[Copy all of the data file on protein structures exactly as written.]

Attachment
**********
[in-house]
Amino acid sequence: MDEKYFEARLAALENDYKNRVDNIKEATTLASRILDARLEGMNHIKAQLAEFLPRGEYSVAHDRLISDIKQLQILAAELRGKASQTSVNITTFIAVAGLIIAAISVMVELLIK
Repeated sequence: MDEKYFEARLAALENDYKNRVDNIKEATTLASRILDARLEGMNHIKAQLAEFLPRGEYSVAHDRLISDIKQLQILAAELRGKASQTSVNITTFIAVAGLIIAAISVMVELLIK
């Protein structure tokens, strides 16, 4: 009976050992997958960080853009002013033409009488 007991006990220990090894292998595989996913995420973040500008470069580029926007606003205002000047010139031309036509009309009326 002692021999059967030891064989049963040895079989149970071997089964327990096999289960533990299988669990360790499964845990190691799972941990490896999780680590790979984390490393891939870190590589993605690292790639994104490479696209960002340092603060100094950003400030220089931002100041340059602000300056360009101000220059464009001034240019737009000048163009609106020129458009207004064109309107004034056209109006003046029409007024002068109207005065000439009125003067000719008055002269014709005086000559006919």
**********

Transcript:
[in-house]
Amino acid sequence: MDEKYFEARLAALENDYKNRVDNIKEATTLASRILDARLEGMNHIKAQLAEFLPRGEYSVAHDRLISDIKQLQILAAELRGKASQTSVNITTFIAVAGLIIAAISVMVELLIK
Repeated sequence: MDEKYFEARLAALENDYKNRVDNIKEATTLASRILDARLEGMNHIKAQLAEFLPRGEYSVAHDRLISDIKQLQILAAELRGKASQTSVNITTFIAVAGLIIAAISVMVELLIK
């Protein structure tokens, strides 16, 4: 009976050992997958960080853009002013033409009488 007991006990220990090894292998595989996913995420973040500008470069580029926007606003205002000047010139031309036509009309009326 002692021999059967030891064989049963040895079989149970071997089964327990096999289960533990299988669990360790499964845990190691799972941990490896999780680590790979984390490393891939870190590589993605690292790639994104490479696209960002340092603060100094950003400030220089931002100041340059602000300056360009101000220059464009001034240019737009000048163009609106020129458009207004064109309107004034056209109006003046029409007024002068109207005065000439009125003067000719008055002269014709005086000559006919």